There is no shortage of examples where lawyers use nothing more than their bare hands, or paper and magic markers, to bring home their point. I worked with a lawyer who during a mock trial, tested out a home-made exhibit that worked like a charm. He took cardboard boxes, wrapped them in brown paper, attached wires to them, and used them to show jurors the simplicity of electrical concepts. It looked like a 6th grade science project and it made all the difference in whether jurors were able to understand his client’s case.
The beauty of this exhibit was that it sent the very important message to jurors that “this is NOT over your heads. You don’t need to be fooled by hired-gun experts. A simple cardboard box is all you need.” That was the perfect message in a case where plaintiff’s victory depended entirely on experts.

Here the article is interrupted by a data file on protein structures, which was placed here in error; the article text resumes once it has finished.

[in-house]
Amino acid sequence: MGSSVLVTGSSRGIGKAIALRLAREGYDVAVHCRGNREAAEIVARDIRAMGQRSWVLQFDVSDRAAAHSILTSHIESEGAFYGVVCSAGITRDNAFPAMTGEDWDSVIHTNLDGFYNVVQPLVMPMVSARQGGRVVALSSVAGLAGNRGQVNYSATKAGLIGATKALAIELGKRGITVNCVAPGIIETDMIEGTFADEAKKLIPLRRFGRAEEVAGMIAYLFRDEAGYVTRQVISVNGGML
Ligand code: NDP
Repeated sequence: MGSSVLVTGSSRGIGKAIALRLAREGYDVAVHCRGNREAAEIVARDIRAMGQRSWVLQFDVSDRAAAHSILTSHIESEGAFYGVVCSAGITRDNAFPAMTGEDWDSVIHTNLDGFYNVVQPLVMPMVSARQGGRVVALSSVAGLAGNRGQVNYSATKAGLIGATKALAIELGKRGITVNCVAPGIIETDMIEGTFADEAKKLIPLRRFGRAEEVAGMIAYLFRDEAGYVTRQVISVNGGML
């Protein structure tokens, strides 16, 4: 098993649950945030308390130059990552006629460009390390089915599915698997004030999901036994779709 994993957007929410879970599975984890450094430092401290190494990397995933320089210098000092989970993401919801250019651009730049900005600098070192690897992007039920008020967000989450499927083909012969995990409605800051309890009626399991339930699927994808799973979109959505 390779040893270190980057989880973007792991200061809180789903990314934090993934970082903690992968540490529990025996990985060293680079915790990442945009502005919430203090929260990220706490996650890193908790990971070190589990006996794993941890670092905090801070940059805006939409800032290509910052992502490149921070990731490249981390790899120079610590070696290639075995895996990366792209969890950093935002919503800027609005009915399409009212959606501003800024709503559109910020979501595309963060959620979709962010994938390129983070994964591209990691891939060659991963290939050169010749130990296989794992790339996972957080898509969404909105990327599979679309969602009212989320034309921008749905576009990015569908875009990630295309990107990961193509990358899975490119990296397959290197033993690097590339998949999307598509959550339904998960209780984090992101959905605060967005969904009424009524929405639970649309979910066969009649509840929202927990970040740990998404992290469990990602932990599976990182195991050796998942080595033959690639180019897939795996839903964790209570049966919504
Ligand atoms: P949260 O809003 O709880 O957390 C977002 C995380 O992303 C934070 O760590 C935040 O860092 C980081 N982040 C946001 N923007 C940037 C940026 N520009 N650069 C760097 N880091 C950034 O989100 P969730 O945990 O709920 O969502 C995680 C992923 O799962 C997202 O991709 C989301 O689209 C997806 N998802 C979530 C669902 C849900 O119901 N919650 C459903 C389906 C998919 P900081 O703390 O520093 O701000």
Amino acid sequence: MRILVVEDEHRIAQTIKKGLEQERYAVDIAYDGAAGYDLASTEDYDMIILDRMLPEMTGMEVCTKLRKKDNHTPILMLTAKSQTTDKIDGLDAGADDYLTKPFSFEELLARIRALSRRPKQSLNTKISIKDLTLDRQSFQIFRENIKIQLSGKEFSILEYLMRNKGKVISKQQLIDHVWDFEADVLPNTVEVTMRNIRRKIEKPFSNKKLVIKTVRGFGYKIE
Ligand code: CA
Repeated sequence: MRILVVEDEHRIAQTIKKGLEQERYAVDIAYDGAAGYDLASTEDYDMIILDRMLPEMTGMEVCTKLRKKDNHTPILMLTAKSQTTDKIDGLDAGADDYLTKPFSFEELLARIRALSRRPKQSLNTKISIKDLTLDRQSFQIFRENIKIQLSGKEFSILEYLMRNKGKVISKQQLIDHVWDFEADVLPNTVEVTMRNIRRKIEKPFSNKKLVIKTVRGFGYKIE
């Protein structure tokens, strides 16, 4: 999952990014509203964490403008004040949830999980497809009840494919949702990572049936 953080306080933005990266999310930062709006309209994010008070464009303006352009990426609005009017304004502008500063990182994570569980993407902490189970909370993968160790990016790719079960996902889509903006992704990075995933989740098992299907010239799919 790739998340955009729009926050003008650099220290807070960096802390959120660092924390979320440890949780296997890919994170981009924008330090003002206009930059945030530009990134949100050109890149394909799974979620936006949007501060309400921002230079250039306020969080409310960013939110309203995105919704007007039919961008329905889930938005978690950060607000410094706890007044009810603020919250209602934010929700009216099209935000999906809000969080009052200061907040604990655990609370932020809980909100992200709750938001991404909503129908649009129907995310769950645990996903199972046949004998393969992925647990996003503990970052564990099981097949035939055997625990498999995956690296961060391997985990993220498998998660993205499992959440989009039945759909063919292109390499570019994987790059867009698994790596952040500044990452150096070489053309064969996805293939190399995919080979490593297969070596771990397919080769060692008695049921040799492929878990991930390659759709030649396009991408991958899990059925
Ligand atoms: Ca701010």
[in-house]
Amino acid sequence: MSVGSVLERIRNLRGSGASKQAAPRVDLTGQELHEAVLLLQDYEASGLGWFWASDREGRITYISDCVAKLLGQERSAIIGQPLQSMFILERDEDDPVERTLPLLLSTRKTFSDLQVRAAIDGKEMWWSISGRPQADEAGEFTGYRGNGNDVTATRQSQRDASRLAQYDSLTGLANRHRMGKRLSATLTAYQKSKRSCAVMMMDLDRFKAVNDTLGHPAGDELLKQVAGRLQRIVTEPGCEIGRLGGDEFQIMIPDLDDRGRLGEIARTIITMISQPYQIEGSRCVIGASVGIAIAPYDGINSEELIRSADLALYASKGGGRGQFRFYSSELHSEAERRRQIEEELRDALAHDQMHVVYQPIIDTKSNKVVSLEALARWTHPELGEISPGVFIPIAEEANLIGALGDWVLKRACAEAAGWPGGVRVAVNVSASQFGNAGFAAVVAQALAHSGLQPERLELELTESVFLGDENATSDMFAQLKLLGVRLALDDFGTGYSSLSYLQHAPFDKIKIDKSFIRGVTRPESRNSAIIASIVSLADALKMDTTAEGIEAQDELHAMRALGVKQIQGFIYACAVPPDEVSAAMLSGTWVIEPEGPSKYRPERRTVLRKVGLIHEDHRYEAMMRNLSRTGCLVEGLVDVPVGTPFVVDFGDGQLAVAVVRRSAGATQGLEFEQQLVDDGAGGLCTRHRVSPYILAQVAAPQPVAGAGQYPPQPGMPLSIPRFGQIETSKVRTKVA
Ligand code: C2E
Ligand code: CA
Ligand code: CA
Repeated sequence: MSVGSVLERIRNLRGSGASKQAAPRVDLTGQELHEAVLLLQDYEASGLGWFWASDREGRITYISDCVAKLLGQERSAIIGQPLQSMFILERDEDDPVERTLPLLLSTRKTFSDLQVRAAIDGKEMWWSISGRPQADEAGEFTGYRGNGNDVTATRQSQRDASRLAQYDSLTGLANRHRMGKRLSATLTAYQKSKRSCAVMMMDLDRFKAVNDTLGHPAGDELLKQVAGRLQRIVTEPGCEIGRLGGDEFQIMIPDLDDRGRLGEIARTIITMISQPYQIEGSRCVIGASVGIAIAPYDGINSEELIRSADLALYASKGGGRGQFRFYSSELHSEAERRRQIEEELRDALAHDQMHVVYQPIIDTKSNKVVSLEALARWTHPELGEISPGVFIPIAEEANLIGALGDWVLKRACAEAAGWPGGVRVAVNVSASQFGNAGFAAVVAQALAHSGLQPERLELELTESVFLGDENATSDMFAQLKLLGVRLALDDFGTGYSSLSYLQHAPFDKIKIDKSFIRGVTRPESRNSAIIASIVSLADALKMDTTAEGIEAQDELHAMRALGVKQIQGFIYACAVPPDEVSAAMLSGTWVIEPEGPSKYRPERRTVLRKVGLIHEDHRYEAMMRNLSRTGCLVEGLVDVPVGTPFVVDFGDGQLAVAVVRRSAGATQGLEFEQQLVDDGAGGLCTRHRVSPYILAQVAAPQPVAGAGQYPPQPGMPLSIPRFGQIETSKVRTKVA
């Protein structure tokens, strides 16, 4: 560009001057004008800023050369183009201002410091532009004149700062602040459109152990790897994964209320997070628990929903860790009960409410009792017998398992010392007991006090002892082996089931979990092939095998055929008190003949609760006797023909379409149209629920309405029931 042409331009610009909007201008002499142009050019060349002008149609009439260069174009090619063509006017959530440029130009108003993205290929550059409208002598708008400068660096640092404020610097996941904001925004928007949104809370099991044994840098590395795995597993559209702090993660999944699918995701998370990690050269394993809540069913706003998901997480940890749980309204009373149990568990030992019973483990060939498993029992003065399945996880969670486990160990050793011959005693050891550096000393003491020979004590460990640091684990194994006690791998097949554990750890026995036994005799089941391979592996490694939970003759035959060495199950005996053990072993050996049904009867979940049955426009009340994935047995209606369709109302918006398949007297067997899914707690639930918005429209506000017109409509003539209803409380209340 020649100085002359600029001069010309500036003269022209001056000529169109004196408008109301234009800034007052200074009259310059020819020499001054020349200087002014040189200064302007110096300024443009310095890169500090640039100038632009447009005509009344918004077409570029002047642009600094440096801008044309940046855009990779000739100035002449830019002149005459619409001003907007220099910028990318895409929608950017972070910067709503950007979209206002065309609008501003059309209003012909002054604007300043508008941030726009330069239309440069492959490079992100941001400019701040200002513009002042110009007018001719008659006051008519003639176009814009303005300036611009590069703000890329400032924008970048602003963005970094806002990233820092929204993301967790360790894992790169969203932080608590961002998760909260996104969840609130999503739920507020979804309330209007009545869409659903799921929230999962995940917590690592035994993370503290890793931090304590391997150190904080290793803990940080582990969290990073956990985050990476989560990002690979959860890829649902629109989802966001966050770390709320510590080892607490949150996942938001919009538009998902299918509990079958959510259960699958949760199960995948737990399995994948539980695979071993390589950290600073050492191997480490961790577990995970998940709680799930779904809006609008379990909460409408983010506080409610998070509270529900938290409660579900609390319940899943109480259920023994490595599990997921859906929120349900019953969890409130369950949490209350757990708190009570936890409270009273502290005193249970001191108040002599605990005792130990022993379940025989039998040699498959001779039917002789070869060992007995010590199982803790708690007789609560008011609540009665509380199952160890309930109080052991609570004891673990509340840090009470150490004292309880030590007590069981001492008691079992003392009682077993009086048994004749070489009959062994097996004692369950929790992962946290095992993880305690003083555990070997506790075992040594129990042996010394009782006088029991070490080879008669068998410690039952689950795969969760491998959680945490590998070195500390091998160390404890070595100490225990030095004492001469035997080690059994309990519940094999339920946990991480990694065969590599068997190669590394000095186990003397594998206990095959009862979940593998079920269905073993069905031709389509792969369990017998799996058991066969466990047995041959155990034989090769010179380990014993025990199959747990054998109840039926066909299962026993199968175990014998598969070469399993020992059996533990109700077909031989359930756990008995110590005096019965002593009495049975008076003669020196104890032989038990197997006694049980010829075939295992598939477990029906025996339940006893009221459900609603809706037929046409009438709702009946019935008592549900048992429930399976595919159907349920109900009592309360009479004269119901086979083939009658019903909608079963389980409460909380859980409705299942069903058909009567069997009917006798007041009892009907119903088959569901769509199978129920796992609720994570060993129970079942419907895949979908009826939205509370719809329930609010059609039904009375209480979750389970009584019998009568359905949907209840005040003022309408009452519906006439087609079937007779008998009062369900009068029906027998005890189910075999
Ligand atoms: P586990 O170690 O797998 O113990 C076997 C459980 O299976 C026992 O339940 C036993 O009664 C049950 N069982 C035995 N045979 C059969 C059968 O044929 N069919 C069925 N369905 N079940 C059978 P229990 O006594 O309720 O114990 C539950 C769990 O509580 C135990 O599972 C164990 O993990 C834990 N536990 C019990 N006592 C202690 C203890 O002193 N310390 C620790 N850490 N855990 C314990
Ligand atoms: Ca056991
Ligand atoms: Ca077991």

The rule for good exhibits is the same for any kind of communication during trial: You always have to remember who your audience is and give your audience the tools they need to truly understand – not just the facts, but the significance of those facts.
Keep in mind that winning one’s case is often a separate issue from having good trial exhibits. From my vantage point, I see two things all the time: First, too much money is spent on finished trial exhibits that aren’t tested out until a mock trial weeks before the trial date. The objective feedback from lay persons either requires more costly changes or causes lawyers to discard finished exhibits altogether. Second, too many lawyers commit themselves to a particular exhibit without ever getting the objective feedback they need to differentiates the sea glass from the thousand grains of sand.
So my advice to all practitioners who are trying to tell the right story with the right exhibits, test out your ideas early on and use that testing process to refine not only your exhibits but your case presentation as well. After all, exhibits are not only the nuts and bolts of your case, but they are the thematic blue print – giving jurors the big picture of what your case is really about.